Soul Plumber #1 Review: A Masterful Meditation On Faith and Grime From DC Horror Presents

Religion is often at the center of stories in the horror genre and for good reason. No matter what your beliefs, the idea of the unknown and the unexplained offers a rich playground for stories that speak to the limitations of the human experience and play with our hopes and fears for what might be and our place within it all. It makes sense, then, that DC Horror Presents Soul Plumber #1 centers itself around a deeply religious man and what he believes is his calling in service to his lord. While it is evident from the start that not only is this a story not for the sensitive or the squeamish nor is it going to be for everyone, this debut promises a horror tale that works both in the terror of the demonic unknown as well as the wickedness of mankind itself.

Soul Plumber follows Edgar Wiggins, a deeply religious young man (one could accurately describe him as fanatical) working at a gas station in Indianapolis after having been kicked out of seminary for reasons not yet revealed. For Edgar, working at the gas station is part of his calling. He sees it as a way to save souls for his god and he is particularly invested in that of Scuzz, the presumably homeless and mentally ill man who heckles and panhandles outside the gas station. Edgar finds a kindred spirit, of sorts, in Elk, a gas station patron who has found his own fervent spiritual path in what can only be politely described as an unsettling fringe online faith making liberal use of the f-word. If the story stopped there, simply watching these characters interact for several issues would be engaging enough.

But, the story does not stop there. Edgar is deeply focused on serving god and when a man arrives at the gas station one night working as a "soul plumber" and invites Edgar to learn more, it's the moment that sets everything in motion as it presents for Edgar the method by which he can "save" souls. What works especially well is that while this is a horror story and the issue never loses sight of that, it's also a tragedy. There is a sadness to Edgar, an earnest pitifulness that is difficult to turn away from. While he's a zealot and the sort of person who will try to save your soul over even the slightest transgression, he genuinely believes and, more than that, cares. And when the Soul Plumber guy invites Edgar to his recruitment meeting, it's difficult to not feel protective of him as the reader is aware this is all a scam. In an age where conspiracy theories and hucksters are preying on the lost and questioning at a truly terrifying rate, Marcus Parks and Henry Zebrowski do a magnificent job of writing Edgar in a way that the real horror feels not like the otherworldly things about to kick off but Edgar's own exploitation.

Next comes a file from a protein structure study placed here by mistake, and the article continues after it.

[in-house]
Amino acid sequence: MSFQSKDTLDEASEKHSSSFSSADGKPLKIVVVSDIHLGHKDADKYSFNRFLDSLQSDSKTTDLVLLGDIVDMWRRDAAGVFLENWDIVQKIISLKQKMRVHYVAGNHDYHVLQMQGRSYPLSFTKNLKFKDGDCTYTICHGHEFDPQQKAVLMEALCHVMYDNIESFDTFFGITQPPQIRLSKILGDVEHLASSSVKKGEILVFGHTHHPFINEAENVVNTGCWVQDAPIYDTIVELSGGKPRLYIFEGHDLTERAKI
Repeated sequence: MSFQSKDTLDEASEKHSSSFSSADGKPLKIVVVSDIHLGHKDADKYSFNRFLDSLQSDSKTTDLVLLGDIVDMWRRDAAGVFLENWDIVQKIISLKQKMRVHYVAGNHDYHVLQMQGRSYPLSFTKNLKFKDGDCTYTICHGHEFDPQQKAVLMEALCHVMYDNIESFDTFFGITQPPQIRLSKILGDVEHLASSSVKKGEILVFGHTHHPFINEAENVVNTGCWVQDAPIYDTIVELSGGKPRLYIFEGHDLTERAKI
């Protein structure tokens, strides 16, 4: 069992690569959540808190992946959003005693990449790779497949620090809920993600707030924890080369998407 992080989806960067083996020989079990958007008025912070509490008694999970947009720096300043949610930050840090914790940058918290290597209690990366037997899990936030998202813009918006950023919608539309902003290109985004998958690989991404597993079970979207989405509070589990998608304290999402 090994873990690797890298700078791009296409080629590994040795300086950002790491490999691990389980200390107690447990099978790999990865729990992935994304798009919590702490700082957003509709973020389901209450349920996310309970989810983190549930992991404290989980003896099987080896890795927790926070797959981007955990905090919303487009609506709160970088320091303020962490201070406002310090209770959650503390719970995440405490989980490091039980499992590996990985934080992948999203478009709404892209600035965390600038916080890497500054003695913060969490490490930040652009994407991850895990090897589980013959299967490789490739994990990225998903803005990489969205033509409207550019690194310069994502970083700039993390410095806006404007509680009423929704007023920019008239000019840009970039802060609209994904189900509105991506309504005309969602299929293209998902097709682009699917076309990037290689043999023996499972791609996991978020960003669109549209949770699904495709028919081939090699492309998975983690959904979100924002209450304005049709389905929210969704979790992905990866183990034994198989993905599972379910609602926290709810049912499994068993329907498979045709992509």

When it comes to the artwork in this issue, everything has a sort of greasy, sticky, unclean feeling to it and it's brilliantly accomplished. John McCrea and PJ Holden, accompanied by Mike Spicer's colors, really give the world Edgar lives in a visceral feel. You can smell the gas station, experience Scuzz's lack of hygiene, even almost feel the staleness and clamminess of Elk and his weird internet faith. Pairing the art with the writing, Soul Plumber #1 fires on all cylinders for a strange and uniquely immersive experience. The only real drawback to the issue is that it ends right when things are getting "good" as it were, with Edgar trying his own, unsanctioned Soul Plunger device on poor Scuzz. You just know something awful is about to happen, but the comic is going to make you wait uncomfortably to find out exactly what.

It seems a little strange to call a horror comic rooted in religion and populated by uncomfortable characters with art and colors that make one feel like they need to wash their hands after reading them a masterpiece, especially after only one issue, but that's what Soul Plumber is. With a combination of existential questions, pitiable yet identifiable characters, and building scares that work on multiple levels, it's a comic that will make readers think, question their own approach to the spiritual unknown, and maybe even sit uncomfortably with their biases about the freaks and weirdoes among us. It is absolutely brilliant.

Published by DC Comics

On October 5, 2021

Written by Marcus Parks and Henry Zebrowski

Art by John McCrea and PJ Holden

Colors by Mike Spicer

Letters by Becca Carey 

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Cover by John McCrea and Mike Spicer